“Many Samaritans from that city believed in him because of the woman’s testimony” (John 4:39).


HERspective Part 7 – The Unnamed Women


(The Syrophoenician Woman – Painted by Consilia Karli)

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If you want to know the best people in [the Gospel of Mark] other than Jesus, to look to for the kind of life that we should live, the nameless women are the ones – Daniel Kirk

If you’ve been in Church very long, you’ve probably heard plenty of sermons on the disciples. Have faith to step out of the boat like Peter. Invite people to Jesus like Andrew. It’s true, sometimes the twelve did some pretty cool things, and no one can deny the huge part they played in the formation of the early Church. However, throughout the Gospels, they actually spend most of their time getting it wrong. Jesus is constantly have to correct and rebuke, and even gets fed up with them at times. We spend so much time focusing on the men that followed Jesus, but when was the last time you heard a sermon on the women?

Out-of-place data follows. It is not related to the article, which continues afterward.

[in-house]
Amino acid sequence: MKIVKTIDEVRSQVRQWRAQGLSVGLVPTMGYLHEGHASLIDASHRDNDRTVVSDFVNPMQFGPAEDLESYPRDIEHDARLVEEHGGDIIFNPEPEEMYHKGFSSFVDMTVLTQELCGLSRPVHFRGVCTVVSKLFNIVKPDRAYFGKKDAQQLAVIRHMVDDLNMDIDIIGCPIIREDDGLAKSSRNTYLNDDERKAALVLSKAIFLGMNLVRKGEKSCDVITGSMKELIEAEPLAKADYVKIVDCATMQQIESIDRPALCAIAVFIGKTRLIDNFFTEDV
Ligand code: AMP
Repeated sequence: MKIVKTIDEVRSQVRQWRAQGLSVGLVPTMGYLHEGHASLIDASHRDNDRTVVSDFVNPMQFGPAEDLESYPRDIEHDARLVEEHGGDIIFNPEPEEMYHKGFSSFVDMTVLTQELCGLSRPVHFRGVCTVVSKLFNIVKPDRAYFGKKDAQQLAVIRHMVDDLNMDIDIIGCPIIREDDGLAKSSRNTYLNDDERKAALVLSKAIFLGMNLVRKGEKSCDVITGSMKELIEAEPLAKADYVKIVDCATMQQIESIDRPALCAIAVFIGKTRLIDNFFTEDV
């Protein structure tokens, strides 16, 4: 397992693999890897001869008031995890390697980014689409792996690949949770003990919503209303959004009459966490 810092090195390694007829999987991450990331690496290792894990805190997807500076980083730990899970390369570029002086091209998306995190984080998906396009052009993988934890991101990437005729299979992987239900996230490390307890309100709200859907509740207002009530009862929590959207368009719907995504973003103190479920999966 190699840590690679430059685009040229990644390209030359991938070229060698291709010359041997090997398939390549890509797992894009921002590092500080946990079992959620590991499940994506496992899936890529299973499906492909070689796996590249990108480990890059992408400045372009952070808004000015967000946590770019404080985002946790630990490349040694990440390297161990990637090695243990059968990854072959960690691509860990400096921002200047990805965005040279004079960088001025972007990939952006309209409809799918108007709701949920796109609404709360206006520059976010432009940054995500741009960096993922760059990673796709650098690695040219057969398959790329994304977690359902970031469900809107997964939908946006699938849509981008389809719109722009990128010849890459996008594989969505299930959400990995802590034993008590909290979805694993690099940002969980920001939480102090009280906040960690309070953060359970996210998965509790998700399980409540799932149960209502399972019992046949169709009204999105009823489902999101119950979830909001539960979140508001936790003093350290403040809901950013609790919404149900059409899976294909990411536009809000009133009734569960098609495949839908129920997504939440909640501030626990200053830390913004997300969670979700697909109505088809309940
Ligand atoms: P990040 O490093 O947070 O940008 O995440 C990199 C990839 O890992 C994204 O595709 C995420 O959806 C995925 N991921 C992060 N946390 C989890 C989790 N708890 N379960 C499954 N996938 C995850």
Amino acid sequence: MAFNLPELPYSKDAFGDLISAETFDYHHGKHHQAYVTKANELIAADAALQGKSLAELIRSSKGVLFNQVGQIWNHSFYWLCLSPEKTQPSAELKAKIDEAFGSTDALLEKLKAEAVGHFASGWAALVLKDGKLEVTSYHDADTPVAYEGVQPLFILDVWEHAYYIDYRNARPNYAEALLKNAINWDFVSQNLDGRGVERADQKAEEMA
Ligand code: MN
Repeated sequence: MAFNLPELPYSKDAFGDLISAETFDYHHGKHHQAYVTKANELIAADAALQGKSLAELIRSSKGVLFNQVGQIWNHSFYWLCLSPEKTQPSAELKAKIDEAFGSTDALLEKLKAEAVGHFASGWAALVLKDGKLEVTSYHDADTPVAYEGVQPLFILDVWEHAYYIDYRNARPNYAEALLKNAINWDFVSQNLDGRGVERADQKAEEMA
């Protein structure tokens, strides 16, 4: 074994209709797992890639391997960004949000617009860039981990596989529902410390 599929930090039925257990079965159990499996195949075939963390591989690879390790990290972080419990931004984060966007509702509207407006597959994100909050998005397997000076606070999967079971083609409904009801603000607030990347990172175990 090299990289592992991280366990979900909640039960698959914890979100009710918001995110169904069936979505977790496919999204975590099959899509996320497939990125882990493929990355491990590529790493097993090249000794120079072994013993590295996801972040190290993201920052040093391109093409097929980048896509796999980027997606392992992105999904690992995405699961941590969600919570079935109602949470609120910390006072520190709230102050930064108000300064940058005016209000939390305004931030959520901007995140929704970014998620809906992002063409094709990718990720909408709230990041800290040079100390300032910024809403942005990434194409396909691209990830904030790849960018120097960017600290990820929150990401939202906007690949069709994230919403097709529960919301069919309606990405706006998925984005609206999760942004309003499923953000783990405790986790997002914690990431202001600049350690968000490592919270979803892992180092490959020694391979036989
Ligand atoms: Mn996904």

Recently, I was listening to a scholar speak on the Gospel of Mark and he said, “The nameless women in the gospel [of Mark] come off as ideal disciples in a way that the 12 never end up living up to.” I was surprised because I had literally never heard this before. Aren’t the men in the Gospels supposed to be the ideal followers of Jesus? So I started digging in, and here’s what I found.

1. Peter’s Mother in Law (Mark 1:29-31)